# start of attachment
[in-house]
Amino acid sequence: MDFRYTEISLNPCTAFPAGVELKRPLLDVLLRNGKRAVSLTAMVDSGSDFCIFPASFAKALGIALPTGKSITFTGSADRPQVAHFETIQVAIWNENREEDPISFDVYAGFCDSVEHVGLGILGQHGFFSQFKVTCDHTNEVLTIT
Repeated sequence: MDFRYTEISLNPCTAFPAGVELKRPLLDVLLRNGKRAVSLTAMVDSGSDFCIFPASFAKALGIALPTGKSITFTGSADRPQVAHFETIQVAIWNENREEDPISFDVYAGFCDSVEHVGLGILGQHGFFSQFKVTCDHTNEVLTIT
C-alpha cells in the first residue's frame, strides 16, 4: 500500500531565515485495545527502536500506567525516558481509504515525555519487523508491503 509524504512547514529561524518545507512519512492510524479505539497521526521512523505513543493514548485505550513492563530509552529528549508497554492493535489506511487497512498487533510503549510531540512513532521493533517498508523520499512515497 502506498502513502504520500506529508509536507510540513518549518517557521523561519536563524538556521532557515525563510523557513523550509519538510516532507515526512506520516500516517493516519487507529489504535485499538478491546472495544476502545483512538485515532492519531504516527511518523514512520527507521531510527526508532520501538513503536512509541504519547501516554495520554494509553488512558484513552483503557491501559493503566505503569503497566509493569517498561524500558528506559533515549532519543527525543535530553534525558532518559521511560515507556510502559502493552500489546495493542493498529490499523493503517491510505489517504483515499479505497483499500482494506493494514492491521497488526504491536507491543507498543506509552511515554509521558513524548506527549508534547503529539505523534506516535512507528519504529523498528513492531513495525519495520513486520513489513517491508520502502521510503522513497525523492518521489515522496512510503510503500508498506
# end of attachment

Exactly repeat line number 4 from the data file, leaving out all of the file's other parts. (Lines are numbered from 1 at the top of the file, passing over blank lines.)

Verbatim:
C-alpha cells in the first residue's frame, strides 16, 4: 500500500531565515485495545527502536500506567525516558481509504515525555519487523508491503 509524504512547514529561524518545507512519512492510524479505539497521526521512523505513543493514548485505550513492563530509552529528549508497554492493535489506511487497512498487533510503549510531540512513532521493533517498508523520499512515497 502506498502513502504520500506529508509536507510540513518549518517557521523561519536563524538556521532557515525563510523557513523550509519538510516532507515526512506520516500516517493516519487507529489504535485499538478491546472495544476502545483512538485515532492519531504516527511518523514512520527507521531510527526508532520501538513503536512509541504519547501516554495520554494509553488512558484513552483503557491501559493503566505503569503497566509493569517498561524500558528506559533515549532519543527525543535530553534525558532518559521511560515507556510502559502493552500489546495493542493498529490499523493503517491510505489517504483515499479505497483499500482494506493494514492491521497488526504491536507491543507498543506509552511515554509521558513524548506527549508534547503529539505523534506516535512507528519504529523498528513492531513495525519495520513486520513489513517491508520502502521510503522513497525523492518521489515522496512510503510503500508498506